superdumb supervillain: NCFL Update

Monday, April 12, 2010

NCFL Update

I'm taking a break between sessions at the National Conference on Family Literacy. Midway through the second day and I am already exhausted! There is such a wealth of knowledge and experience and a sense of communal purpose. Most of the attendees are teachers or community educators. Because my own limited experience with literacy programs has focused on children, I imagined much of the content would be related to early childhood initiatives but the broader goal of the National Center for Family Literacy is to reach entire families.

Many of the speakers have come from disadvantaged backgrounds, with English as a second language, and the effect that adult literacy programs have had on their lives, and the lives of their families is truly inspiring. Kay Brown, the 2010 Toyota Teacher of the Year Award winner runs the Union Parish Family Literacy Center in Monroe, LA underscored the need for parents' confidence to be built up so they can share their new skills with their children. Education empowers parents to help their own children to succeed and set higher goals for themselves. Everyone wants to be heard and to be acknowledged and it is important to give parents the tools to work with. These might look like ordinary schoolteachers lining up for a fajita bar, but they are absolutely extraordinary for their ability to empower people through literacy!

Yesterday's keynote speakers were Sean and Collins Tuohy, the adoptive father and daughter portrayed in The Blind Side. Their message was powerful, even though they kept the audience laughing with a light tone and familial banter. They emphasized the importance of what they refer to as "cheerful giving" and reflected on ways family involvement and simply understanding and acknowledging the need for different avenues of learning can aid in a child's education.

Today, Byron Pitts talked about overcoming being diagnosed as functionally illiterate as a child in East Baltimore. He spoke about how the courage and compassion of family literacy educators helped him beat the odds to become an award-winning journalist and correspondent on 60 Minutes. He also discussed his recent travels to Afghanistan, where 50% of adult men and 90% of adult women are illiterate and how the US must put "books before bullets" by combatting illiteracy before training Afghans as soldiers. "How can you expect a population to embrace democracy when they can't even spell the word?" he asked. Pitts also underscored the importance of reaching out to others in need whenever possible and shared personal stories from his own life to further his message. He also signed copies of his book, Step Out on Nothing, for four hours… I went to two other sessions after his and he was still there, talking to fans about his life! (FYI: If you purchase the book from NCFL partner Better World Books, 100% of proceeds will be donated to literacy funding.)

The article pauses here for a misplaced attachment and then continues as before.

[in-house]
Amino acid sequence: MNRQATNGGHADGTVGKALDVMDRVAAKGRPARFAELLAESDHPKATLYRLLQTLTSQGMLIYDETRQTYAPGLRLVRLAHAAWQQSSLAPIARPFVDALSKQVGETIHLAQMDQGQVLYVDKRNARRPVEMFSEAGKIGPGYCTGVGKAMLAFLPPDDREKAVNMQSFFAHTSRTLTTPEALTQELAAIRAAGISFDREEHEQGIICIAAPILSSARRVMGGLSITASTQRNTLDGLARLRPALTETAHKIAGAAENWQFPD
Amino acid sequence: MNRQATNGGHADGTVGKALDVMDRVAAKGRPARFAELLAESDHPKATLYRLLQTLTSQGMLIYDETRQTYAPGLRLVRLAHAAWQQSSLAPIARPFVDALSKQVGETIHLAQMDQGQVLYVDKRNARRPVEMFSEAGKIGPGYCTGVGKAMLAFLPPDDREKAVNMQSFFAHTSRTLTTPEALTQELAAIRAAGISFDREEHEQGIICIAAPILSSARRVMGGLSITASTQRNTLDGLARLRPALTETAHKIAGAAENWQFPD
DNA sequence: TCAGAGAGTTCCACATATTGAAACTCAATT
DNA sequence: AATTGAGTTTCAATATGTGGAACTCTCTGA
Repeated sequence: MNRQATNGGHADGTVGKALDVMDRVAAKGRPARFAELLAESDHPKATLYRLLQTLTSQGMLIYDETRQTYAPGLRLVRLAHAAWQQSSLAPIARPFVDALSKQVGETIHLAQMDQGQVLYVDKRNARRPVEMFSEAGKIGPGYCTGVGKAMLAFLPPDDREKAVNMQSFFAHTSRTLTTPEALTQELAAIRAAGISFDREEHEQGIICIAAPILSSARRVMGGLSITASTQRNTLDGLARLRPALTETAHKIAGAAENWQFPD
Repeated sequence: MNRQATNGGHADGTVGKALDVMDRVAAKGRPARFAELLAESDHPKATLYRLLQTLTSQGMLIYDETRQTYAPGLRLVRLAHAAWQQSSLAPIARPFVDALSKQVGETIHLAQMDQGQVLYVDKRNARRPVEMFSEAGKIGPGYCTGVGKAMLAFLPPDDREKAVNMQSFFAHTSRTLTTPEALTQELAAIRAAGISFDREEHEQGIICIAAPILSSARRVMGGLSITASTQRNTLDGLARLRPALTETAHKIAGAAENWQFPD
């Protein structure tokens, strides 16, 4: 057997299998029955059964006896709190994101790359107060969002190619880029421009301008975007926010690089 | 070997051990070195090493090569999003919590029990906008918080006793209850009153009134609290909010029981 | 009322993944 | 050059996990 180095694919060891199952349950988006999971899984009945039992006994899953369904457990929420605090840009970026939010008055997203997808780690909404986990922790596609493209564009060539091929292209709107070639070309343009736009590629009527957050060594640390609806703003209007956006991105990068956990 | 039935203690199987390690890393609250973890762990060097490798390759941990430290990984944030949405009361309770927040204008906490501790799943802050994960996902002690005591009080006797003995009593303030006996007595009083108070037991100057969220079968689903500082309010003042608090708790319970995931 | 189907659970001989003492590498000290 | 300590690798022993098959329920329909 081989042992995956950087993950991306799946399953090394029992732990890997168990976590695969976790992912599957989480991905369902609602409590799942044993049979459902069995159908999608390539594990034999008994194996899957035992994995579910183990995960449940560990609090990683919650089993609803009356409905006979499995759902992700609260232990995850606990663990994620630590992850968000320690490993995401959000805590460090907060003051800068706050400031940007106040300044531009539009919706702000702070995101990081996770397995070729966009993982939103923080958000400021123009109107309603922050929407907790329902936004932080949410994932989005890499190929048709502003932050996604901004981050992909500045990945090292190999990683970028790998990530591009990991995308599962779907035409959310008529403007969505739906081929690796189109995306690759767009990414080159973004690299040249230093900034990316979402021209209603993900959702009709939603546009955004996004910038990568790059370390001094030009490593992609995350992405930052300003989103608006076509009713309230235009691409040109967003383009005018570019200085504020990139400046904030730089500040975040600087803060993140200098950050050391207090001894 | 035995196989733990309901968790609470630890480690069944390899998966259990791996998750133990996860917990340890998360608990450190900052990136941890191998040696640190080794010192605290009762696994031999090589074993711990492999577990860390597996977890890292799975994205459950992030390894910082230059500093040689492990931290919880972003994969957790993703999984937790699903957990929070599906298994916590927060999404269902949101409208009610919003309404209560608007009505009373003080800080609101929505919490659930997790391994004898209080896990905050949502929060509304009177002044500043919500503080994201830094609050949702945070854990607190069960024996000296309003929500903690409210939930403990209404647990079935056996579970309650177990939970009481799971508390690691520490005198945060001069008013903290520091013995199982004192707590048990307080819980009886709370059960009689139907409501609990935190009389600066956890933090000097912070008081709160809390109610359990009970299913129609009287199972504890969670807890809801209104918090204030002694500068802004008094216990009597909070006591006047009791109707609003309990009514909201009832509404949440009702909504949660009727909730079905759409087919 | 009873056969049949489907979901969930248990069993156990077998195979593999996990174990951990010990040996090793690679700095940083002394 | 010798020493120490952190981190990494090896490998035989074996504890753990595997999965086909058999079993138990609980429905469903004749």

I attended a remarkable presentation by Partners in Development, about their Ka Pa'alana Traveling Preschool and Homeless Outreach program that serves houseless families along the Leeward Coast of O‘ahu. I was saddened to learn how much the homeless epidemic has grown in Hawaii since I was growing up on the Windward side twenty years ago. Their program has been going on for three years now and it seems like they have made great strides, building yurts as classrooms and providing much-needed outreach and peer mentoring to older kids, too. I was also impressed (but not surprised!) that the Hawaiians brought food for their audience. (Right on!)

There was also a really enlightening (seriously!) panel discussion about the newly-revamped Electric Company. I remember the old series fondly from my childhood and got a real kick out of hearing how it's been tailored for a contemporary kid viewership. Three of the performers from the show were on the panel, plus the website coordinator and producers and all of them had great things to say about motivating kids to want to learn to read and to love words and music.

And if that wasn't enough, I got to meet Clifford the Big Red Dog. How cool is that?!


  1. Sounds so enlightening. It's scary how big of a problem illiteracy still is. It's great that there's so many people there trying to encourage reading in families.

    Love the photo of you and Clifford!

  2. Wonderful to hear about your experiences at the conference!

    Literacy really represents opportunity. If we can get kids excited about reading and help parents get involved, that is a huge step towards greater equality of opportunity in this world.

  3. Gives me goosebumps to know that there's such a large group of people who care that much about literacy. Jealous that you met Clifford :) Can't wait to read more about the conference.

  4. What a fantastic conference, and it sounds like there were some amazing speakers.


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